Cougars are at or above full carrying capacity – the total number of animals that can be sustained throughout the year without harm to the wildlife or the habitat – all over the state of WA. With the introduction of the grey wolf, there has been increased pressure on the ungulate herds (elk, deer, sheep), and increased human/wildlife conflict, statewide. As you may or may not be aware, when cougar populations exceed carrying capacity, the adolescent males are pushed further and further into human populations. This causes conflict and is a danger to both the wildlife and to human, pets, livestock, etc. Hunters are the tool of all wildlife agencies nationwide, to cull surplus animals, keeping wildlife populations healthy and abundant. Contrary to propaganda and myth, without hunters, many of our wildlife species wouldn’t exist today. The governor’s decision to pander to animal rights groups instead of relying on his hired experts in the field shows ignorance to proper wildlife management practices and stands in opposition to scientific study, contrary to claims by this organization. Wildlife management by popular opinion is mind-numbingly stupid. When the state wildlife biologists say that it’s time to thin the herd, they do so only after intensive research. You people claim to love animals, as do I. If you’re telling the truth about that, you’d support the experts in the field. I suggest that when you don’t your goals are other than those which are in keeping with wildlife’s best interests.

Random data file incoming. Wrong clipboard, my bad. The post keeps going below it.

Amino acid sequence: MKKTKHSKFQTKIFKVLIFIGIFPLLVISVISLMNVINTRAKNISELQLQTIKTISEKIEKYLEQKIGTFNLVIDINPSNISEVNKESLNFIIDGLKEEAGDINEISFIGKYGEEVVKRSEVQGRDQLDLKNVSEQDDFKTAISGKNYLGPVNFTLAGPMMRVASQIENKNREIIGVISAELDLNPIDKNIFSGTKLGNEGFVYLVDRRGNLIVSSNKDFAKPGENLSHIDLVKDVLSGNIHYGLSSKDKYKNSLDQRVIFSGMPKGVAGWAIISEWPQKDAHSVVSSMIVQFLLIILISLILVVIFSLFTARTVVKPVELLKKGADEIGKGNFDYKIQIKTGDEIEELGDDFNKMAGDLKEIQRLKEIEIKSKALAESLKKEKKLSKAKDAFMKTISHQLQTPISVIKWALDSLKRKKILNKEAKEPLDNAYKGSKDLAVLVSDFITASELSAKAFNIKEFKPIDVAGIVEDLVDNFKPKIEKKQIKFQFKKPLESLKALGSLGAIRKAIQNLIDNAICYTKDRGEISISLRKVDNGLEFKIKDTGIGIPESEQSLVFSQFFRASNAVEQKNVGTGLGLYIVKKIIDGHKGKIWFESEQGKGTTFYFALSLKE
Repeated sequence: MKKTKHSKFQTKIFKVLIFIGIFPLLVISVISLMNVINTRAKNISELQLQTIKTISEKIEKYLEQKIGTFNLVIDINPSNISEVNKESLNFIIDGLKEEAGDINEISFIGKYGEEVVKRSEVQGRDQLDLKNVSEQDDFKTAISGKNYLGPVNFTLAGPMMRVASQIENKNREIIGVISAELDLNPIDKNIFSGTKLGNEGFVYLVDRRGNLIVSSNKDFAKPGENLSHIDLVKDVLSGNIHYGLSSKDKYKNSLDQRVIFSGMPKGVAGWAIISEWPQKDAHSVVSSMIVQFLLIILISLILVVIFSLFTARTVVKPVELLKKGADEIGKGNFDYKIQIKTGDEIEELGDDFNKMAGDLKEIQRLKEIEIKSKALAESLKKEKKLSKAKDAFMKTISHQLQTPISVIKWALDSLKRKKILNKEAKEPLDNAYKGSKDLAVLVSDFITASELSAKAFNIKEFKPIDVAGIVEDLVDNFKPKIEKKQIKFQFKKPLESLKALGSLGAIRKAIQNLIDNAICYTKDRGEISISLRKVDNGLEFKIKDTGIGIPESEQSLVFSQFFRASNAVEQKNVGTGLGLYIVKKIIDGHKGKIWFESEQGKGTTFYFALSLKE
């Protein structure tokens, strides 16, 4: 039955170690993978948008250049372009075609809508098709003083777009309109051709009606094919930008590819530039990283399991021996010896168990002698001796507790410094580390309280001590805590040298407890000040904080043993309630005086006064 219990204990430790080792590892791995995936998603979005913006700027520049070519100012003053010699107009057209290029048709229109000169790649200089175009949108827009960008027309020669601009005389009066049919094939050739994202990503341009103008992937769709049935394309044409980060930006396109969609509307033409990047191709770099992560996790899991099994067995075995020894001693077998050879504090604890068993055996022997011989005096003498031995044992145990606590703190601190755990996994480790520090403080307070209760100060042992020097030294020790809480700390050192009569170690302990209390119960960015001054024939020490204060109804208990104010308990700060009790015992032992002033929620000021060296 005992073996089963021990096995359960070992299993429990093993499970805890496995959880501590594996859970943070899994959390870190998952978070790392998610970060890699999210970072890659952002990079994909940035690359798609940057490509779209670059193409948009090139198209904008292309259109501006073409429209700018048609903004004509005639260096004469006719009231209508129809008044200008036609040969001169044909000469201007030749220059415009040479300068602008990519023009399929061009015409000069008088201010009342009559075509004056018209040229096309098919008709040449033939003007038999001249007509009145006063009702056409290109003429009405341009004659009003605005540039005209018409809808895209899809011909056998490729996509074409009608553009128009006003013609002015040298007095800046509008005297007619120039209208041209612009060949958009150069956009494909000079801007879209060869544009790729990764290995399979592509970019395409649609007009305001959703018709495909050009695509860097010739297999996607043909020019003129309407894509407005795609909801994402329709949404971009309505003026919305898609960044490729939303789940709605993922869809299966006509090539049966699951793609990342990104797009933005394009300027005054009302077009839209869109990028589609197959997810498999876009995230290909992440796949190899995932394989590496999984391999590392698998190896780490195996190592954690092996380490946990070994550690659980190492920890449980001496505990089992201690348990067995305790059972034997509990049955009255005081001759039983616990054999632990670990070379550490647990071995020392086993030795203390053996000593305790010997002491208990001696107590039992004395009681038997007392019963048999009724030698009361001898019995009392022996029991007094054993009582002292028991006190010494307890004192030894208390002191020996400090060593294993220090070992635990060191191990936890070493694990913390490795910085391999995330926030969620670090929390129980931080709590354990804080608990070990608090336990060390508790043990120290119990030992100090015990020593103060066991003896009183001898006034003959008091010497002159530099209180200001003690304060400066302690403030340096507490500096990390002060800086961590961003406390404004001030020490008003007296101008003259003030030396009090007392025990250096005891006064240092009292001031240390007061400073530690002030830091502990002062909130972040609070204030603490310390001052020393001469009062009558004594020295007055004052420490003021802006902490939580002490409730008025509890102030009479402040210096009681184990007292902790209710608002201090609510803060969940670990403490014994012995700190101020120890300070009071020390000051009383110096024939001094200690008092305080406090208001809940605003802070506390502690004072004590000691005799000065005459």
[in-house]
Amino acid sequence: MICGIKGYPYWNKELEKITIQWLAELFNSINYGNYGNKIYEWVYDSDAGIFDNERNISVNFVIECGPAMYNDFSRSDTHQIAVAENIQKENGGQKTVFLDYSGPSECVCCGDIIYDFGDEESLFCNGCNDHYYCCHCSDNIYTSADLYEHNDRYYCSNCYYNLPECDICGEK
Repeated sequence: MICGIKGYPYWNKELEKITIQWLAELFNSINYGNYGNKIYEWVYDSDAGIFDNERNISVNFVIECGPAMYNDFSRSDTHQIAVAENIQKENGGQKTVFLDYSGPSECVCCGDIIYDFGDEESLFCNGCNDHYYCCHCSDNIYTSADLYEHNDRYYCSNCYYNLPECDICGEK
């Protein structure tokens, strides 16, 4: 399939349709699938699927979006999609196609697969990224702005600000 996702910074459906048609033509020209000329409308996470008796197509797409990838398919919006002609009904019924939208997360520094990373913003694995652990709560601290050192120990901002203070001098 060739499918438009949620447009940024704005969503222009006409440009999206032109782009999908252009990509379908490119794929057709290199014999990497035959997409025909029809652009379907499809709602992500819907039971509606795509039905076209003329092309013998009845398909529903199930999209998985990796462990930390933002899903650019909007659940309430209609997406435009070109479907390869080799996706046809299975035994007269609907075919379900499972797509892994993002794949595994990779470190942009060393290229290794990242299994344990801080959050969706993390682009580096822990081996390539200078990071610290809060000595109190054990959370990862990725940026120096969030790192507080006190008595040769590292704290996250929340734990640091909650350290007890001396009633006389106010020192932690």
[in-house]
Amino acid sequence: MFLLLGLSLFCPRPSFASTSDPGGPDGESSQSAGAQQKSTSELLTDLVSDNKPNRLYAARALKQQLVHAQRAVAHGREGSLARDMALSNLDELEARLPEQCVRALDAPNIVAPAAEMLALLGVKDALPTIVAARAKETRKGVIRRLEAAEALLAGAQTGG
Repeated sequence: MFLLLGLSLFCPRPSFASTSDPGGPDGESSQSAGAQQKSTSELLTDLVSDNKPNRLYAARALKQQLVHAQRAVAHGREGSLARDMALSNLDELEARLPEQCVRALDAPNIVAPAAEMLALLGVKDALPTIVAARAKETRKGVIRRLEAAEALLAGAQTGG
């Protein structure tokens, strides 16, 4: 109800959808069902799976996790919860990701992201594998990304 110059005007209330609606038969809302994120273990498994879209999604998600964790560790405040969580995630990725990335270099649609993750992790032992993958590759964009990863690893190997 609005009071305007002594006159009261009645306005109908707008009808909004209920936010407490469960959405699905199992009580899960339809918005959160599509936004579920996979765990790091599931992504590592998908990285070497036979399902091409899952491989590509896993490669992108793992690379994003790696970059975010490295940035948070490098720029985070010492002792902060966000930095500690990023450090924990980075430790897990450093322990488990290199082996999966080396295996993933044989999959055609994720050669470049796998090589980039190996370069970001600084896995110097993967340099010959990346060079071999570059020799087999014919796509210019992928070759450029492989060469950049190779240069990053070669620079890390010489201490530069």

• Vaishali Honawar says:

      Hi John, I am the blog editor. According to Wendy Keefover, The HSUS’s National Carnivore Protection Manager, cougar populations are limited by access to nutrition (their prey) and persecution (trophy hunting, aggression between themselves and other native carnivores). Studies indicate in habitats where multiple carnivores exist, cougars have an even harder time surviving and that where wolves and cougars share habitat, less human hunting pressure on cougars is necessary to protect their subpopulations from blinking out.

      Fifteen years of study in Washington show that the human persecution of cougars destabilizes their social structure and results in more cougars mortalities and more livestock losses and complaints.

      When the stable adult population is removed (the animals most likely not to kill livestock or come into conflicts with people), young males (called “subadults”) fill these territorial vacancies. Where there used to be one adult male, he is replaced with multiple subadult males all vying for his territory and mates.